Daniel Tracy On The Road With Deafheaven
Metal and shoegaze genre slashers Deafheaven are currently ripping across the country on a tour that lasts through late March. The band, powered by blast-beat maniac Daniel Tracy, first saw breakout success with its 2013 release Sunbather before tracking the well-received 2015 follow-up, New Bermuda.
How do you develop speed around the drumset?
Developing speed on the set is all about the hours you put into it. The idea is to push yourself beyond your previous limit. Sit down and play single rolls until you physically can’t anymore. Then start it all over again.
Who are your influences and favorite drummers?
I read an interview with Dave Lombardo of Slayer when I was a kid, where he described his balls-to-the-wall speed mentality behind the kit. It made a huge impression on me. Pete Sandoval of Morbid Angel is a total machine who introduced me to mechanical, ultra-technical blast beats. And Trym [Torson] from Emperor has always been my favorite black-metal drummer. He has a jazzy, “open” feel to a blast beat, using a single kick while incorporating closed hi-hat hits and inventive ride patterns.
Are there any parts in Deafheaven’s material that you can say you’ve taken from these players?
Deafheaven uses a lot of extended blast sections that owe quite a lot to early-’90s black metal greats such as Emperor and Mayhem.
Some of your parts seem to create such an intense wall of sound followed by periods of melodic calm. Is there any concept behind this tension and release?
Deafheaven’s song structures are built around extreme dynamics and compelling transitions. So, from a drum perspective, it’s about knowing when to overplay and when to hold back and let the melody shine. If anything, I try to match the riffs as well as possible to create a cohesive feel within the entire instrumentation.
Deafheaven’s set seems physically demanding. Do you have a warmup routine?
I actually don’t typically warm up before a set, although I’ve been incorporating wrist stretches to loosen up the muscles beforehand.
How do you prepare for a tour in which you’re playing at a high level of intensity every day?
While Deafheaven is between tours, our guitarist Shiv Mehra and I play in our band Creepers, which keeps me behind a kit all year and ensures that I’m prepared for anything that might come up. Creepers released an album titled Lush in 2014, and we have plans for a full-length in 2017.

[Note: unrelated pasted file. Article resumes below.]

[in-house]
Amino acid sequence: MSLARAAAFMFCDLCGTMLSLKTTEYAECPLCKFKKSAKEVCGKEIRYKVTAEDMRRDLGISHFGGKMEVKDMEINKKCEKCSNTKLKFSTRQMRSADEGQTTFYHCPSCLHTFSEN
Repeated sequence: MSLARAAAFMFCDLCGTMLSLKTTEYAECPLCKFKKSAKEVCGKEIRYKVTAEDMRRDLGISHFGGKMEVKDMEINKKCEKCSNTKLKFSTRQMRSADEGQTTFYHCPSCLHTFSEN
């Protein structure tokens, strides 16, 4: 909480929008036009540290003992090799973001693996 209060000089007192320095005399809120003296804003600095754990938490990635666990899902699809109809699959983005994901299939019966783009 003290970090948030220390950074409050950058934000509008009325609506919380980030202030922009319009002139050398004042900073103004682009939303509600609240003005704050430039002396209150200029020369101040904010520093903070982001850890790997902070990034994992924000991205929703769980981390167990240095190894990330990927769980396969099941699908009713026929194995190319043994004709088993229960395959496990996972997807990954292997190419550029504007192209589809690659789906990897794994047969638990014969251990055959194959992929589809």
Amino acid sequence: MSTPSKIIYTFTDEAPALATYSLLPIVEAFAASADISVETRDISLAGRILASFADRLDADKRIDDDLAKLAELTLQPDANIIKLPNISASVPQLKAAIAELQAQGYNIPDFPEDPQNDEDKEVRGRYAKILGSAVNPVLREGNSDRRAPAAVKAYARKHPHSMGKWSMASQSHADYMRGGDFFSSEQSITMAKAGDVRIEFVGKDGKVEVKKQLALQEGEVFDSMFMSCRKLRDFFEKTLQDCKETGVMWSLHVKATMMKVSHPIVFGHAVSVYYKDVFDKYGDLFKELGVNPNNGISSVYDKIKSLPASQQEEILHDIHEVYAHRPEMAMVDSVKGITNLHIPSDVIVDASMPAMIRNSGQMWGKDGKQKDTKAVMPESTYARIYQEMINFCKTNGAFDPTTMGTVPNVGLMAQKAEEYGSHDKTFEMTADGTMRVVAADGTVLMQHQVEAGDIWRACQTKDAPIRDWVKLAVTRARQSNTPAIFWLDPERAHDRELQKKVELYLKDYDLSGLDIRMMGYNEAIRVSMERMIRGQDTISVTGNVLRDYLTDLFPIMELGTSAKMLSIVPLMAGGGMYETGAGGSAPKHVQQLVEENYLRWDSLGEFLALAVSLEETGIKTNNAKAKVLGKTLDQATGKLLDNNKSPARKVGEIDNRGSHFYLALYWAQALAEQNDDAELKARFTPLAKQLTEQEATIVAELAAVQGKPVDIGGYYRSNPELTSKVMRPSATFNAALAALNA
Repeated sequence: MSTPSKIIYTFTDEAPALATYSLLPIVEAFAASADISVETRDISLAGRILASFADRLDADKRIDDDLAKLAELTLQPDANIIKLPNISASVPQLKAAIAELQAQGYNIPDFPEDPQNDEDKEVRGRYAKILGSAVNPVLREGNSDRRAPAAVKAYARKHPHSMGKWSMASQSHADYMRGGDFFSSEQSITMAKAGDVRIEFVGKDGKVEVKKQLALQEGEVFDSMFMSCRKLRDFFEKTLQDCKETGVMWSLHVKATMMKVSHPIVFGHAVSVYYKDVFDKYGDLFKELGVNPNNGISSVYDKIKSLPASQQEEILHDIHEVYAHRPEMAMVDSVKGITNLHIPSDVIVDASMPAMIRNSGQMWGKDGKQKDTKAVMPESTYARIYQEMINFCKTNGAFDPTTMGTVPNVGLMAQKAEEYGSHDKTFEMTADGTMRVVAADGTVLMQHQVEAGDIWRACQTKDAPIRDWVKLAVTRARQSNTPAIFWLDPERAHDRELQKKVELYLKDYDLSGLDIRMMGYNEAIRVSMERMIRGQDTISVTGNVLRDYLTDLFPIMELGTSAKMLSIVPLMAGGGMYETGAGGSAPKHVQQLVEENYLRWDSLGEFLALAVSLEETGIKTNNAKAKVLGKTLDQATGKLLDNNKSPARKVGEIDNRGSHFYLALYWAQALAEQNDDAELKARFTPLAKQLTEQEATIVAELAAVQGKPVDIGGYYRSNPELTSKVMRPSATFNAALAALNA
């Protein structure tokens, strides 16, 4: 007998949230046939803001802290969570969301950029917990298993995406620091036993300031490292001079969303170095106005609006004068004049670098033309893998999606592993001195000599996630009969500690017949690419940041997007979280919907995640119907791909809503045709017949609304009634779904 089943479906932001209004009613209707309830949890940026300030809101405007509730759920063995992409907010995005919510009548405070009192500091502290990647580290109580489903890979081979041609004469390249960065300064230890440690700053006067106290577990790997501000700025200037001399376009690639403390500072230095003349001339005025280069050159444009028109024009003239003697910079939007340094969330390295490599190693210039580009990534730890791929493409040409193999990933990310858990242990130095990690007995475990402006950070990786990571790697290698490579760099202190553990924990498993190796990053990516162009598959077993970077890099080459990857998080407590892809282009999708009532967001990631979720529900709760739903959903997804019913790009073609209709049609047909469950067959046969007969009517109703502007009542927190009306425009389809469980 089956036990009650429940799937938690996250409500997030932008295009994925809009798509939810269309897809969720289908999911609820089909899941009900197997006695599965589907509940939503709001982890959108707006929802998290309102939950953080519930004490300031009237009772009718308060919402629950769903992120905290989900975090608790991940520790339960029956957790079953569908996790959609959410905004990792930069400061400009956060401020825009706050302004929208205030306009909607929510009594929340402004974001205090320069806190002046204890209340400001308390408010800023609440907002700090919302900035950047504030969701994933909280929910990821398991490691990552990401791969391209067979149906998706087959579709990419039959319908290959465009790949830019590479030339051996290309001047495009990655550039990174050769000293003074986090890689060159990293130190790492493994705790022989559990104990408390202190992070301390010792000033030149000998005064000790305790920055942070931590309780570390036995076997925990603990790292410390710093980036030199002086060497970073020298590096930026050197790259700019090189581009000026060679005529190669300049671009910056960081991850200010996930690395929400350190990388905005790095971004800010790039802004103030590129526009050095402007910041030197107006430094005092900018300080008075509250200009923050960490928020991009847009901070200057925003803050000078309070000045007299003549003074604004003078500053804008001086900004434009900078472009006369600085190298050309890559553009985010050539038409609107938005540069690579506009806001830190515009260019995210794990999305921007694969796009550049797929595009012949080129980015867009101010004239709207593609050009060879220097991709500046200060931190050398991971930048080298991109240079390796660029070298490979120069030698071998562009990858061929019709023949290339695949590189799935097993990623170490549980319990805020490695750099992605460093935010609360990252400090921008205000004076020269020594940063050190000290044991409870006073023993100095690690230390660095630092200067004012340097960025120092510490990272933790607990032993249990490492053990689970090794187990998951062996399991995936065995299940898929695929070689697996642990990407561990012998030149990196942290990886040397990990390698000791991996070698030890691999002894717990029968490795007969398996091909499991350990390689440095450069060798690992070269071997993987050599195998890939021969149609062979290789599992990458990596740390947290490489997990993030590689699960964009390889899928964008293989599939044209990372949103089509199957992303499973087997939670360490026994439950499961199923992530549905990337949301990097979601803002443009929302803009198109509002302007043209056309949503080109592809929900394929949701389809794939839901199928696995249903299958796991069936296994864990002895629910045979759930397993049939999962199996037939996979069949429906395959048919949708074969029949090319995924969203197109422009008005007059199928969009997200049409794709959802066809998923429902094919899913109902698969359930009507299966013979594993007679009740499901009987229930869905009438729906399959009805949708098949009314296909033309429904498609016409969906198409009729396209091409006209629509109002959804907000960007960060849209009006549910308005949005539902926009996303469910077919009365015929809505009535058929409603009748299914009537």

Did you take lessons growing up? And how did you start playing?
I started playing drums when I was eleven. I began on a snare and eventually moved on to a set when I was twelve. I took lessons at a local music store in the California East Bay for a couple of months, but I grew tired of the snare-centric beginning stages. So I branched off and started recreating Pantera and Metallica songs in my garage.
Are there any challenges to being on the road for extended periods of time?
Being on the road as much as we have the past several years has been the most amazing experience of my life—as well as the most trying. I’m lucky to have bandmates that I consider close friends, which makes the whole experience much more adventurous and enjoyable. It’s all about finding the balance between road life and maintaining an ounce of normalcy back home.
In the past, it seems like some outlets have applied certain labels to the band, or have tried to define your sound. Do you care about labels or think you need to fit into any specific genre?
I think the whole idea of needing to apply a genre name to a band is relatively new. Consider “metal” tours from twenty years ago. They would have completely different-sounding bands on the bill, because that’s what people wanted. Who wants to go watch the same band four times in a row? Variety is key to discovering new concepts you wouldn’t have otherwise. Isn’t that the point of being a musician or artist?
Besides the current tour, what does Deafheaven have planned next?
We have a busy year ahead of us including tours, festivals, and writing new material. We’ll continue to keep a strong work ethic well into 2017.
Can you describe your setup?
I use a Tama Starclassic birch/bubinga three-piece kit with an S.L.P. Dynamic Bronze snare, Tama Roadpro hardware with an Iron Cobra double pedal, and Istanbul Xist series cymbals: 14″ hi-hats, a 19″ crash, a 20″ ride, and a 22″ ride. I like to play a slimmed-down set to keep my fills inventive without relying on extra pieces and frills.